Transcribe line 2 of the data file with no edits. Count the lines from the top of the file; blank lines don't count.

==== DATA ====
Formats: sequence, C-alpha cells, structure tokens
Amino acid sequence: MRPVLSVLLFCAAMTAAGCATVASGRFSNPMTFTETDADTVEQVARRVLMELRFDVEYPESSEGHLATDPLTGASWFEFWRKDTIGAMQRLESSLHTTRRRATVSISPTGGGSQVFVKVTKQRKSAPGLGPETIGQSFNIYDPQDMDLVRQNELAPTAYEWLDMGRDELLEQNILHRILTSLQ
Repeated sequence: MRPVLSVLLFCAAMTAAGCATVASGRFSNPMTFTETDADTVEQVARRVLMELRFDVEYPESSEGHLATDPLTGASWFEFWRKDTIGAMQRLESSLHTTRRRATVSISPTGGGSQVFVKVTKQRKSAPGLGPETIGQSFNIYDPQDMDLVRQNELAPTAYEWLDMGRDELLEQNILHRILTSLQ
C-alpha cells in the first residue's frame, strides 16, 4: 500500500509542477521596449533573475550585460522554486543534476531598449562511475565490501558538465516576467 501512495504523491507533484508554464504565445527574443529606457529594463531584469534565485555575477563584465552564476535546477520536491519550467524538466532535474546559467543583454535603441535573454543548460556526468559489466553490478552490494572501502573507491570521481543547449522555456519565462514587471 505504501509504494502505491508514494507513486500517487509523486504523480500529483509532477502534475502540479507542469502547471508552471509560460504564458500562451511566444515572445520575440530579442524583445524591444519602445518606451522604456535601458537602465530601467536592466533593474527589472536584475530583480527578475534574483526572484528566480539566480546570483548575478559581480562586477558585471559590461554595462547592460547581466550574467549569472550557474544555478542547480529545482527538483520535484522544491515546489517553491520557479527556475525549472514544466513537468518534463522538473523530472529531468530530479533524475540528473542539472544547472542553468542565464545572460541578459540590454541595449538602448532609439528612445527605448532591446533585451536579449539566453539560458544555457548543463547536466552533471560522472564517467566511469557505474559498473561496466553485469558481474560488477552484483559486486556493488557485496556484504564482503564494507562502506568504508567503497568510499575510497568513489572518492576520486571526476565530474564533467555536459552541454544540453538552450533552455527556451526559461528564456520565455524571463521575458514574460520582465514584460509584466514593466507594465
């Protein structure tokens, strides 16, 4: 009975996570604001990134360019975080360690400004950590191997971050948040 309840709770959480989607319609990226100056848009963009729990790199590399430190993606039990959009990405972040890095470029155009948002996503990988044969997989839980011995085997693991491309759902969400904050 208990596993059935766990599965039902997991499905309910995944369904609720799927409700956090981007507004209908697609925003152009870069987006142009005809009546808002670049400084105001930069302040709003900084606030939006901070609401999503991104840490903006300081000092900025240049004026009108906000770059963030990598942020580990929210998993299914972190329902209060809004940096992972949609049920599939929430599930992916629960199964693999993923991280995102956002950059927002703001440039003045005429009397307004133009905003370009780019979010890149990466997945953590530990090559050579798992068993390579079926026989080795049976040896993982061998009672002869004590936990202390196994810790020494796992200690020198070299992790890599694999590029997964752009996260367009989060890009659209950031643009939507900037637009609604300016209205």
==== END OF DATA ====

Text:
Amino acid sequence: MRPVLSVLLFCAAMTAAGCATVASGRFSNPMTFTETDADTVEQVARRVLMELRFDVEYPESSEGHLATDPLTGASWFEFWRKDTIGAMQRLESSLHTTRRRATVSISPTGGGSQVFVKVTKQRKSAPGLGPETIGQSFNIYDPQDMDLVRQNELAPTAYEWLDMGRDELLEQNILHRILTSLQ